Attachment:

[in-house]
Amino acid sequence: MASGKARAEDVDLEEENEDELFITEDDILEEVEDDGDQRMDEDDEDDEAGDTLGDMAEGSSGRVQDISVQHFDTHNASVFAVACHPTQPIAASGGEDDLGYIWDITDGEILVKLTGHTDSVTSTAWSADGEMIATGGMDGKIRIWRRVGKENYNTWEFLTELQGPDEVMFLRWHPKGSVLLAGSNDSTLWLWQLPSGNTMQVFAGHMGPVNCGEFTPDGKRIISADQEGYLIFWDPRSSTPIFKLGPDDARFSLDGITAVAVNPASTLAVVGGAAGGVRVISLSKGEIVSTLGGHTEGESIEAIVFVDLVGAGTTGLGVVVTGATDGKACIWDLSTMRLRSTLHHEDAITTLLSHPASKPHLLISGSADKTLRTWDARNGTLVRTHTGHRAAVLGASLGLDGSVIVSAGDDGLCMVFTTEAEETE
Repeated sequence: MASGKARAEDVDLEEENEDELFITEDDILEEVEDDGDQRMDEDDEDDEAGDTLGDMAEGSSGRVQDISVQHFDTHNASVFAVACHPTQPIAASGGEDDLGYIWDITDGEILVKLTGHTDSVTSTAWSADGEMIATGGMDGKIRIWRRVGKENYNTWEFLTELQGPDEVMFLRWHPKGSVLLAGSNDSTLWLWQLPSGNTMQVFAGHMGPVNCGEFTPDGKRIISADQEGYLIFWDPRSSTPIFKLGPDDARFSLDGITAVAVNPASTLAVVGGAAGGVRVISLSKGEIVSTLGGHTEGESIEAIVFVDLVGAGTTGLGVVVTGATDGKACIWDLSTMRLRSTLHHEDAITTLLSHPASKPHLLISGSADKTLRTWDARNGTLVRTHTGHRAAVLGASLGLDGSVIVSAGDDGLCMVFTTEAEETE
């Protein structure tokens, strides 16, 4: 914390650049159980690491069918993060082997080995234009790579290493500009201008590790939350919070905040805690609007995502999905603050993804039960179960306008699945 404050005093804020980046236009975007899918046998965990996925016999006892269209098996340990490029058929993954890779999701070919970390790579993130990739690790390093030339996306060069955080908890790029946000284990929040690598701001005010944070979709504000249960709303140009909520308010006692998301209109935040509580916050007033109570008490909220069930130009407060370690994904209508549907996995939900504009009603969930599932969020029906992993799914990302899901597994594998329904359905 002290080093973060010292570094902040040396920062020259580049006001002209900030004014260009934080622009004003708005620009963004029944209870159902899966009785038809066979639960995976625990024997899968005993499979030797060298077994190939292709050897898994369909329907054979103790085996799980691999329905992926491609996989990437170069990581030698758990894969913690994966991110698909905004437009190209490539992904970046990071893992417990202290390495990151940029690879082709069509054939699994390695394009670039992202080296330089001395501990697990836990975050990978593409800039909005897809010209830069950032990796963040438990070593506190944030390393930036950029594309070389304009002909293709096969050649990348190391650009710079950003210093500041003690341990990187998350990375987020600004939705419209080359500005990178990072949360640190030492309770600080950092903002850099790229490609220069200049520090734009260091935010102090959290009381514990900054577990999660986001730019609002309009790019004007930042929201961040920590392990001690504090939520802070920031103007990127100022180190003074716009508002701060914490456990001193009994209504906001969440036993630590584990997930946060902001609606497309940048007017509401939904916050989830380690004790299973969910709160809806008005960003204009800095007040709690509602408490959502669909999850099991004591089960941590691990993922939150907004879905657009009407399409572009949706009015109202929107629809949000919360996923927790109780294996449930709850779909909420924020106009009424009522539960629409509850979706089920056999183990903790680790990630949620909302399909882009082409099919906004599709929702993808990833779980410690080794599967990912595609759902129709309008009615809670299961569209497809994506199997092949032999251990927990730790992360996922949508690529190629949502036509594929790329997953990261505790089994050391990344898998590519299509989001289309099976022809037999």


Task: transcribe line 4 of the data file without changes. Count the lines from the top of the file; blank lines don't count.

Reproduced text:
């Protein structure tokens, strides 16, 4: 914390650049159980690491069918993060082997080995234009790579290493500009201008590790939350919070905040805690609007995502999905603050993804039960179960306008699945 404050005093804020980046236009975007899918046998965990996925016999006892269209098996340990490029058929993954890779999701070919970390790579993130990739690790390093030339996306060069955080908890790029946000284990929040690598701001005010944070979709504000249960709303140009909520308010006692998301209109935040509580916050007033109570008490909220069930130009407060370690994904209508549907996995939900504009009603969930599932969020029906992993799914990302899901597994594998329904359905 002290080093973060010292570094902040040396920062020259580049006001002209900030004014260009934080622009004003708005620009963004029944209870159902899966009785038809066979639960995976625990024997899968005993499979030797060298077994190939292709050897898994369909329907054979103790085996799980691999329905992926491609996989990437170069990581030698758990894969913690994966991110698909905004437009190209490539992904970046990071893992417990202290390495990151940029690879082709069509054939699994390695394009670039992202080296330089001395501990697990836990975050990978593409800039909005897809010209830069950032990796963040438990070593506190944030390393930036950029594309070389304009002909293709096969050649990348190391650009710079950003210093500041003690341990990187998350990375987020600004939705419209080359500005990178990072949360640190030492309770600080950092903002850099790229490609220069200049520090734009260091935010102090959290009381514990900054577990999660986001730019609002309009790019004007930042929201961040920590392990001690504090939520802070920031103007990127100022180190003074716009508002701060914490456990001193009994209504906001969440036993630590584990997930946060902001609606497309940048007017509401939904916050989830380690004790299973969910709160809806008005960003204009800095007040709690509602408490959502669909999850099991004591089960941590691990993922939150907004879905657009009407399409572009949706009015109202929107629809949000919360996923927790109780294996449930709850779909909420924020106009009424009522539960629409509850979706089920056999183990903790680790990630949620909302399909882009082409099919906004599709929702993808990833779980410690080794599967990912595609759902129709309008009615809670299961569209497809994506199997092949032999251990927990730790992360996922949508690529190629949502036509594929790329997953990261505790089994050391990344898998590519299509989001289309099976022809037999």